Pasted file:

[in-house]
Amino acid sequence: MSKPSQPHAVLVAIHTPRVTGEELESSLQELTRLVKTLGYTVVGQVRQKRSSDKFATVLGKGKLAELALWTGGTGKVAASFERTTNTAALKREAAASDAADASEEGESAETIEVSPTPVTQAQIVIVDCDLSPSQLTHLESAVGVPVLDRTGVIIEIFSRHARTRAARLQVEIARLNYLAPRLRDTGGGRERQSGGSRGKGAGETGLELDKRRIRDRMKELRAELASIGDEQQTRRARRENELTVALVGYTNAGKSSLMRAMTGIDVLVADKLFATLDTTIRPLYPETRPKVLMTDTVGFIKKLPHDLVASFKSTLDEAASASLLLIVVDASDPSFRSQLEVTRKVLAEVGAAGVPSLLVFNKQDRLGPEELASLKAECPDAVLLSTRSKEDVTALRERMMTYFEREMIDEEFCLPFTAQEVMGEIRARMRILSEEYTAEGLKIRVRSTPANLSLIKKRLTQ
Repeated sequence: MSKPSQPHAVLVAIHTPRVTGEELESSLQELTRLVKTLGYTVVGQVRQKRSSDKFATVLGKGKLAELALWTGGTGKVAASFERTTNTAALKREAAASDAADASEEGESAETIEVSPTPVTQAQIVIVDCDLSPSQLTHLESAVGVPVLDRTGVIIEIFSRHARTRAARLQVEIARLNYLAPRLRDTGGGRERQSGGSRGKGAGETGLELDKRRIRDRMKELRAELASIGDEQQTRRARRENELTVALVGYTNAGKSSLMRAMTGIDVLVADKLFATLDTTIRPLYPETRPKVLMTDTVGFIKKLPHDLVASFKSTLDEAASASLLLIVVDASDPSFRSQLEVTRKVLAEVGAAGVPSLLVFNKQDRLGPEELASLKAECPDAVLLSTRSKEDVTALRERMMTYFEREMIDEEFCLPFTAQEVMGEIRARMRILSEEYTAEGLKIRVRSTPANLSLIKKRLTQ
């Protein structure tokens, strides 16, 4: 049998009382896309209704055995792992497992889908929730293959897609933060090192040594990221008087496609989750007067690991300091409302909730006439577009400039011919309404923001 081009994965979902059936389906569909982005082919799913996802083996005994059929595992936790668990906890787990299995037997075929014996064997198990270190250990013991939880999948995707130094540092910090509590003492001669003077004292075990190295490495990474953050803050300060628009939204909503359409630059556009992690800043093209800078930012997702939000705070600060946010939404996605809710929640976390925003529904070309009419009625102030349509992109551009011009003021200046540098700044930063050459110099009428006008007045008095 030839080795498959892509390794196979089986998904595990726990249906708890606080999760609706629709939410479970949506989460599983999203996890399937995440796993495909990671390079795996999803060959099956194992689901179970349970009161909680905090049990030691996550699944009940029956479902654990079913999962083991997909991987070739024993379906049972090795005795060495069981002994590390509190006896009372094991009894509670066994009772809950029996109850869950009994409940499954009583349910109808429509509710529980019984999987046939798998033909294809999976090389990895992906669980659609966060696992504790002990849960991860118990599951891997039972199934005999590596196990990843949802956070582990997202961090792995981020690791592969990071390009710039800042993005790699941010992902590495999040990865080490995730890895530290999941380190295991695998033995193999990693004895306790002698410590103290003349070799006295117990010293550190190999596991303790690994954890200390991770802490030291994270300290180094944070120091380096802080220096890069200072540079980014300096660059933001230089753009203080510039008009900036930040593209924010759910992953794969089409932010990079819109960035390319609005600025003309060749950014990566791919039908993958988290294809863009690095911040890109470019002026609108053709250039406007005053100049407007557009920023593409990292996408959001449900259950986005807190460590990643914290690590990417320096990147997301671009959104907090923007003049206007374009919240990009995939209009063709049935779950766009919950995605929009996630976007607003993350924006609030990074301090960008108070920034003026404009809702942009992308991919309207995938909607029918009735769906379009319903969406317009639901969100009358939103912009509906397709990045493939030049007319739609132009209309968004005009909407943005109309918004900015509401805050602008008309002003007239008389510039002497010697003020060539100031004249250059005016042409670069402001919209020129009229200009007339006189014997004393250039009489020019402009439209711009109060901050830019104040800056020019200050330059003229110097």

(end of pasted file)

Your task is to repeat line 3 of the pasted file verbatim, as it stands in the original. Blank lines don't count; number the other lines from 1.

Repeated sequence: MSKPSQPHAVLVAIHTPRVTGEELESSLQELTRLVKTLGYTVVGQVRQKRSSDKFATVLGKGKLAELALWTGGTGKVAASFERTTNTAALKREAAASDAADASEEGESAETIEVSPTPVTQAQIVIVDCDLSPSQLTHLESAVGVPVLDRTGVIIEIFSRHARTRAARLQVEIARLNYLAPRLRDTGGGRERQSGGSRGKGAGETGLELDKRRIRDRMKELRAELASIGDEQQTRRARRENELTVALVGYTNAGKSSLMRAMTGIDVLVADKLFATLDTTIRPLYPETRPKVLMTDTVGFIKKLPHDLVASFKSTLDEAASASLLLIVVDASDPSFRSQLEVTRKVLAEVGAAGVPSLLVFNKQDRLGPEELASLKAECPDAVLLSTRSKEDVTALRERMMTYFEREMIDEEFCLPFTAQEVMGEIRARMRILSEEYTAEGLKIRVRSTPANLSLIKKRLTQ